Points (3) and (4) apply equally well to a universe with no humans in it, or with a trillion humans in it. If there are no humans anywhere, then there is no human suffering or pleasure, the former fact being a good thing and the latter fact not being a bad thing. If there are a trillion humans, then the absence of the suffering of a hypothetical trillion+1 human is a good thing and the absence of the pleasure of the hypothetical trillion+1 human is not a bad thing. There is no “somebody for whom this absence is a benefit,” as we are talking about states of the universe, not about individual moral judgments within those states. A person within our world may very well be hurt by the non-existence of more people (e.g. infirm or sick people in a world where there’s not enough people to help them out), but this does not affect the Asymmetry in any way.

Duniho then commits the exact same error, but in a much more egregious form, when restating the argument in terms of pain and pleasure having no value for the “never-existent”:

The absence of pain and the absence of pleasure each have zero value for the never-existent, making them perfectly symmetrical with each other. Among the never-existent, there is no one at all who benefits from an absence of pain or who is harmed by an absence of pleasure. As I have argued in other posts, life is the source of value.

The Asymmetry is not about what the “never-existent” may or may not value. It is about evaluating two states, one where a given person exists and one where the person does not exist, and passing moral judgment on both of these states. We are the ones doing the evaluating, not some hypothetical person living in those states, and not a “never-existent person.”

I don’t know why Duniho seems to think that we should debunk moral judgments on the grounds that a person in that situation might disagree. I’m sure many people who we might call immoral would disagree with that judgment. And some people who are in what we would call a “bad situation” might disagree with that judgment. So what? Unless these people can bring us evidence that sheds new light on the problem and makes us revise our judgment, their feelings alone are not particularly relevant. Of course, “never-existent people” are not likely to do so since they, you know, don’t actually exist, so the point is made even more absurd.

As for the statement “life is the source of value,” this can be either trivial and true or substantive and false. It can be trivial and false if it means “in order to value, one must be alive.” It can be substantive and false if it makes more of a statement about life being a fundamental value or some Objectivist-like nonsense similar to this. As it turns out, he means the latter:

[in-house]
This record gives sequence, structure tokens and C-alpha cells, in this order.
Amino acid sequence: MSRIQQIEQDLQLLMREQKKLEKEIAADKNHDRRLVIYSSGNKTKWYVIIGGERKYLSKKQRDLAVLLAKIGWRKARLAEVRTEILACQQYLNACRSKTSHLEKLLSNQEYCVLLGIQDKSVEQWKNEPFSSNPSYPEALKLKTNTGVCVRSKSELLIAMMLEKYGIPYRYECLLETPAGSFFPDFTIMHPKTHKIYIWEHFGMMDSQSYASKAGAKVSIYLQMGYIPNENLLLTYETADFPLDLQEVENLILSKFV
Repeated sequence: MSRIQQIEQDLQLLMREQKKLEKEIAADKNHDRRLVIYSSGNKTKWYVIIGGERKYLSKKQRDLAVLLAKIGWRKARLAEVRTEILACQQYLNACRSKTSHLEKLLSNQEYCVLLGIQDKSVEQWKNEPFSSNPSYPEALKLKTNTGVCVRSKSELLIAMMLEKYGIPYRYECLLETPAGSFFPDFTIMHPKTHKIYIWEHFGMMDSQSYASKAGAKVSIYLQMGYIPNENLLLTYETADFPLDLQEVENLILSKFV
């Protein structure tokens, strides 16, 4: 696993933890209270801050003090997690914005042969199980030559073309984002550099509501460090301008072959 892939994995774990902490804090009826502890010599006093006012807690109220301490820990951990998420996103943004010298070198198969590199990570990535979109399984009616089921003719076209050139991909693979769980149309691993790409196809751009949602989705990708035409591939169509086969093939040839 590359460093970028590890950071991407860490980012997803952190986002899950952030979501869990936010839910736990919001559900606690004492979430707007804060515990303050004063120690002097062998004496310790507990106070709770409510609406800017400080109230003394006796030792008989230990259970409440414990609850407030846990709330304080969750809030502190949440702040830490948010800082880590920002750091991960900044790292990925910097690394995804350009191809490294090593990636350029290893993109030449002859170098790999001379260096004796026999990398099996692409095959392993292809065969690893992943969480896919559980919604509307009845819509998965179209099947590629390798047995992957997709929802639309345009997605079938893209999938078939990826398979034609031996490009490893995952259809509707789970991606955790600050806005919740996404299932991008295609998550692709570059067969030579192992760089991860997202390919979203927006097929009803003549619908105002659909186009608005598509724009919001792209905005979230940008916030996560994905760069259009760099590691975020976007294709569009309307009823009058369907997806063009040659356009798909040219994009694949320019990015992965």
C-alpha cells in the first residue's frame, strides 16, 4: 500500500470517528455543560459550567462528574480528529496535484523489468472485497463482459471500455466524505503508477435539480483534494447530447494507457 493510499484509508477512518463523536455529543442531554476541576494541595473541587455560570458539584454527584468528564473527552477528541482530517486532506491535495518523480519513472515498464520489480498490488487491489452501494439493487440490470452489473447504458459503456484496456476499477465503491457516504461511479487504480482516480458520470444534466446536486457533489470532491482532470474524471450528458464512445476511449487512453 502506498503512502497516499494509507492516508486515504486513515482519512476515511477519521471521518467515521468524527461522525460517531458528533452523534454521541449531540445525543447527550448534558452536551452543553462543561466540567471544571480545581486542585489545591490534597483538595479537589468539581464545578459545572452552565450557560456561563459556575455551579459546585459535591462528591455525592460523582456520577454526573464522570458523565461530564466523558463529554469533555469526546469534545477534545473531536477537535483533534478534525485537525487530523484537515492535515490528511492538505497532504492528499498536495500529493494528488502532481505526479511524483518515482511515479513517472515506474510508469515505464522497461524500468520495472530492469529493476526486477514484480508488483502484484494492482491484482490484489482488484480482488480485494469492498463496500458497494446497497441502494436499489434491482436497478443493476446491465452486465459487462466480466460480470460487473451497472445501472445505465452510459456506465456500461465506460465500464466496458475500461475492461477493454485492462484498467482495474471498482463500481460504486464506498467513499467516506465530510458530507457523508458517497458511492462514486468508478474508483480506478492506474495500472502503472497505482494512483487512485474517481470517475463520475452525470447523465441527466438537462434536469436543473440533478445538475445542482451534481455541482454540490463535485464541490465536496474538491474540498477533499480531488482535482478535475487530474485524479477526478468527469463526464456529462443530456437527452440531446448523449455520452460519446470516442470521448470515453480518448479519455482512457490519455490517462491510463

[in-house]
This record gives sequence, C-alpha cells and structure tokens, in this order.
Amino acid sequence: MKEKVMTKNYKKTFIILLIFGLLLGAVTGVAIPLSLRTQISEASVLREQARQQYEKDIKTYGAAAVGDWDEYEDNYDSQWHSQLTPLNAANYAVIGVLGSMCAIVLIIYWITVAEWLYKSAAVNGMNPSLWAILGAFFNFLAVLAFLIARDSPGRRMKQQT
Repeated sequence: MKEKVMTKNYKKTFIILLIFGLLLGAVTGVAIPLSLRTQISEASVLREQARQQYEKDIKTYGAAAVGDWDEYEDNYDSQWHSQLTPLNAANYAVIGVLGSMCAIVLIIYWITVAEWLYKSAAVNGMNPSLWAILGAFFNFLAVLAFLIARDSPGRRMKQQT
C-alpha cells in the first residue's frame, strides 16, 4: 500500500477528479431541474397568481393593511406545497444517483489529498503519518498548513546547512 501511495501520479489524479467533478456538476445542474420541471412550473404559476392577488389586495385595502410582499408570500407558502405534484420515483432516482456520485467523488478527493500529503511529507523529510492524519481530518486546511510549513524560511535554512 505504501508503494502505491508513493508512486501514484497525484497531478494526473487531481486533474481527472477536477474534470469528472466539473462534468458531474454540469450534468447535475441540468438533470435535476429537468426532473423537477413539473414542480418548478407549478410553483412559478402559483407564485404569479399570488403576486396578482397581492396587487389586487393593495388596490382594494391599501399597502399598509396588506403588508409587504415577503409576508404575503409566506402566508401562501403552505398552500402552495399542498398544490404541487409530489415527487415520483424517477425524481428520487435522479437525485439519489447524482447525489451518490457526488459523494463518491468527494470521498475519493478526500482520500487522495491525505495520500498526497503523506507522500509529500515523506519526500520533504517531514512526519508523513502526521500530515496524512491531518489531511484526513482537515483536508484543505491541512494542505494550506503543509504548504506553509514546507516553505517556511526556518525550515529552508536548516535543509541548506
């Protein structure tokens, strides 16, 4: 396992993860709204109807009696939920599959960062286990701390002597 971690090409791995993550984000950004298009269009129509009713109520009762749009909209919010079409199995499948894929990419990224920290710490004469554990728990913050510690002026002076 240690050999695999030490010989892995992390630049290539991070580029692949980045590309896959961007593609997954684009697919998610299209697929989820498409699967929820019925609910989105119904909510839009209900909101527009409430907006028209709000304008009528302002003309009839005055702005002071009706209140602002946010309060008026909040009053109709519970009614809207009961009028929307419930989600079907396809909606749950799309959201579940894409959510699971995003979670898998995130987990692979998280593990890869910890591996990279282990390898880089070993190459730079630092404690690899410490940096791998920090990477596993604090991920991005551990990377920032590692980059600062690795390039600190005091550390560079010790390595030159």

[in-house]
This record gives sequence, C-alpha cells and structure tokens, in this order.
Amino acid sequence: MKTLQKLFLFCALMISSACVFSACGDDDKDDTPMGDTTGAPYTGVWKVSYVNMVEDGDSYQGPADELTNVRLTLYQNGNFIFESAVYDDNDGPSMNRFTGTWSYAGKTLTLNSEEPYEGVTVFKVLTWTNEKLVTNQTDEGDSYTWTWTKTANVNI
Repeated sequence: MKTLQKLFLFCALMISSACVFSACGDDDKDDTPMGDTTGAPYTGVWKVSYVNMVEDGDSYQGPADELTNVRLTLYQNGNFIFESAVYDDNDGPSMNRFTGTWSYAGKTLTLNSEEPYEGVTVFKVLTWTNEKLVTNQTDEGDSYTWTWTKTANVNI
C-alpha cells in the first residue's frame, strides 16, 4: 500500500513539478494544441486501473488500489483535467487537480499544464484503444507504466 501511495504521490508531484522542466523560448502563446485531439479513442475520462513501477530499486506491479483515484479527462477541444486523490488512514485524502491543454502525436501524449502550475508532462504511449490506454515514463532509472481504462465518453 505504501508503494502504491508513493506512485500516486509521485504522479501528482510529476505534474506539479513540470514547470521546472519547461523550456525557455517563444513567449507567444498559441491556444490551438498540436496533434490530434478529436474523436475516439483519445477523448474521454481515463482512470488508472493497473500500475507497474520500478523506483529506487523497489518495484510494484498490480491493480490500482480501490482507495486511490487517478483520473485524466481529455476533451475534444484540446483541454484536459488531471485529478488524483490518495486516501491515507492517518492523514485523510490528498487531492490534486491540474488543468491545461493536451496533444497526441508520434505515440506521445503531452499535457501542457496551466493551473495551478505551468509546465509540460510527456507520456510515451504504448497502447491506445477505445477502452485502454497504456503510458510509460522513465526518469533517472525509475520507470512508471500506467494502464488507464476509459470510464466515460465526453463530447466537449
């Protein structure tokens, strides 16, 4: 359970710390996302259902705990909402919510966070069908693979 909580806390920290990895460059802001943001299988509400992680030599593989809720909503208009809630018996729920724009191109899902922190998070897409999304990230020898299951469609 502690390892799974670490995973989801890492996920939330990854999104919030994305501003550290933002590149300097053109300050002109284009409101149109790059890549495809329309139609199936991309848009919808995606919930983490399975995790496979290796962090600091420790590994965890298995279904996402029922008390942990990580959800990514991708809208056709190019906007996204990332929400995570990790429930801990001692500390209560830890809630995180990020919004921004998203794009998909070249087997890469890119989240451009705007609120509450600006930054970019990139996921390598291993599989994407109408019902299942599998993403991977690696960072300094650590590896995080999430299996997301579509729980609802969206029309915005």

When I recognize that valuing my life makes it truly worthwhile, I must recognize, to be consistent, that the same conditions making my life worthwhile make the lives of others truly worthwhile. This opens us up to the possibility of genuine morality, which begins with the recognition that each of our lives is of real, intrinsic value.

I think this is relevant insofar as it shows that Duniho has a vested interest in rejecting antinatalism, beyond the truth or falsity of the arguments.

9 thoughts on “Another failed attempt at disproving the Asymmetry…

  1. dimka January 12, 2016 at 20:36 Reply

    What do you think about Cabrera’s issues with the asymmetry?

  2. Brian L May 7, 2016 at 06:11 Reply

    For myself, I’ve started framing the asymetry by giving them new symbolic variables, such as ‘state0’ and ‘state1’, and ‘state0entity’ and ‘state1entity’. I also rephrase the suffering as ‘pleasantness/unpleasantness’, as it directly and correctly correlates to consciousness, and requires no explanation. With this reframing of the argument, I find even the most stupid and slippery of the naysayers to be at a loss to twist the argument.

  3. Brian L May 7, 2016 at 07:10 Reply

    You know, it occurs to me as a programmer that I can develop a program to deal with this issue in Prolog or Lisp. I’ll look into this.

    • Francois Tremblay May 7, 2016 at 14:54 Reply

      Keep us updated!

      • Brian L May 7, 2016 at 15:40 Reply

        Will do. Yeah, someone noted I could do Prolog, and pointed me to a book that deals with reframing ethics and such in the language. Perfect opportunity to try it.

  4. […] I’ve reviewed a number of “rebuttals” of the Asymmetry on this blog (see: 1, 2, 3). I’ve seen some weird arguments before. But this has to take the cake. This may be the most […]

  5. Biodegradeable Man July 27, 2016 at 10:05 Reply

    I found a predator on this vegan forum. Looks like a hatchet job.

    https://philosophicalvegan.com/viewtopic.php?f=7&t=2215

    • Francois Tremblay July 27, 2016 at 15:09 Reply

      Yea, they didn’t even try to engage with the argument. They don’t even accept consent as a standard. That’s just fucking dumb. Who’s gonna agree with that?